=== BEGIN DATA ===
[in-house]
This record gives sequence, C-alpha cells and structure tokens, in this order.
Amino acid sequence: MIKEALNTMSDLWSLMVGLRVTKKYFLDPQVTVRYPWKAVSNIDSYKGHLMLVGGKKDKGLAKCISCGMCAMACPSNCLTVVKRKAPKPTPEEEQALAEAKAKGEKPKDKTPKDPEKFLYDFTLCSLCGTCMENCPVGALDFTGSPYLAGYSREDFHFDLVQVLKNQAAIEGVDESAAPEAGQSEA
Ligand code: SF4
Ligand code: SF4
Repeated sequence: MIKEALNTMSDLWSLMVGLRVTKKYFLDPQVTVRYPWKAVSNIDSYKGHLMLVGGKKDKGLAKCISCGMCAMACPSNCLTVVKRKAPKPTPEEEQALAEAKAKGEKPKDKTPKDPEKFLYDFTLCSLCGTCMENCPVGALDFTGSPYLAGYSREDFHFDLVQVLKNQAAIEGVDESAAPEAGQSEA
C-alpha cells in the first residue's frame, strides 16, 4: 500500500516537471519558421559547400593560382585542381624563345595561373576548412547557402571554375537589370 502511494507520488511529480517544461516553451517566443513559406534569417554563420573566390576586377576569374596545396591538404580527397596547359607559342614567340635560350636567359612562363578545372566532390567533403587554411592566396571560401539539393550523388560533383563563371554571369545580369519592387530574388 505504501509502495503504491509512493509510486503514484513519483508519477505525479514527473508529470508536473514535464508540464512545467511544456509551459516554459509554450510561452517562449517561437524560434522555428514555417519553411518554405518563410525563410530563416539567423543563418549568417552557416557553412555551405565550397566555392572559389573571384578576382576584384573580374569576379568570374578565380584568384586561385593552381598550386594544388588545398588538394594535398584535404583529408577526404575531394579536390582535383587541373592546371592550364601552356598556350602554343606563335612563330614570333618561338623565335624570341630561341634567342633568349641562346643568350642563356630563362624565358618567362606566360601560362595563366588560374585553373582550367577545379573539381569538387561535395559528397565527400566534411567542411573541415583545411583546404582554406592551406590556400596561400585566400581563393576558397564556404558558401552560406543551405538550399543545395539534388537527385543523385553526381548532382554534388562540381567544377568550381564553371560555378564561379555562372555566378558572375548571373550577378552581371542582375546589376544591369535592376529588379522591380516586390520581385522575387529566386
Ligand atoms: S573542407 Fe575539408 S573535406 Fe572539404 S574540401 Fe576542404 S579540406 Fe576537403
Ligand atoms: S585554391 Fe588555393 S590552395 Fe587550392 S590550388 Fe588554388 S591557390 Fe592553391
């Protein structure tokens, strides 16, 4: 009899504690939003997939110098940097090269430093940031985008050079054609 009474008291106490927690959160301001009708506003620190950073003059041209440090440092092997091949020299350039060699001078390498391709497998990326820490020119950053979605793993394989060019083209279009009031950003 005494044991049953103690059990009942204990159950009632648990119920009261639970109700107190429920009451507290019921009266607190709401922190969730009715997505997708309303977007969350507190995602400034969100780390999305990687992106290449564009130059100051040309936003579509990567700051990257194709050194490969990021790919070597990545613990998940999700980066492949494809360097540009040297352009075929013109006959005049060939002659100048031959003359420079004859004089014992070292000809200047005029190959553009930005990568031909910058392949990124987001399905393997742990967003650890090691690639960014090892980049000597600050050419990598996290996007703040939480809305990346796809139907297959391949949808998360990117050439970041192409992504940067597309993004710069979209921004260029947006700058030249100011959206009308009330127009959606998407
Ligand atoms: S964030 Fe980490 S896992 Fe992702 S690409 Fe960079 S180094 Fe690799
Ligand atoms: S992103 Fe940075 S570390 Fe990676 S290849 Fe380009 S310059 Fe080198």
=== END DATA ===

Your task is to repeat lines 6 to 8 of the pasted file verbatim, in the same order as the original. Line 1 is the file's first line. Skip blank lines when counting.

Repeated sequence: MIKEALNTMSDLWSLMVGLRVTKKYFLDPQVTVRYPWKAVSNIDSYKGHLMLVGGKKDKGLAKCISCGMCAMACPSNCLTVVKRKAPKPTPEEEQALAEAKAKGEKPKDKTPKDPEKFLYDFTLCSLCGTCMENCPVGALDFTGSPYLAGYSREDFHFDLVQVLKNQAAIEGVDESAAPEAGQSEA
C-alpha cells in the first residue's frame, strides 16, 4: 500500500516537471519558421559547400593560382585542381624563345595561373576548412547557402571554375537589370 502511494507520488511529480517544461516553451517566443513559406534569417554563420573566390576586377576569374596545396591538404580527397596547359607559342614567340635560350636567359612562363578545372566532390567533403587554411592566396571560401539539393550523388560533383563563371554571369545580369519592387530574388 505504501509502495503504491509512493509510486503514484513519483508519477505525479514527473508529470508536473514535464508540464512545467511544456509551459516554459509554450510561452517562449517561437524560434522555428514555417519553411518554405518563410525563410530563416539567423543563418549568417552557416557553412555551405565550397566555392572559389573571384578576382576584384573580374569576379568570374578565380584568384586561385593552381598550386594544388588545398588538394594535398584535404583529408577526404575531394579536390582535383587541373592546371592550364601552356598556350602554343606563335612563330614570333618561338623565335624570341630561341634567342633568349641562346643568350642563356630563362624565358618567362606566360601560362595563366588560374585553373582550367577545379573539381569538387561535395559528397565527400566534411567542411573541415583545411583546404582554406592551406590556400596561400585566400581563393576558397564556404558558401552560406543551405538550399543545395539534388537527385543523385553526381548532382554534388562540381567544377568550381564553371560555378564561379555562372555566378558572375548571373550577378552581371542582375546589376544591369535592376529588379522591380516586390520581385522575387529566386
Ligand atoms: S573542407 Fe575539408 S573535406 Fe572539404 S574540401 Fe576542404 S579540406 Fe576537403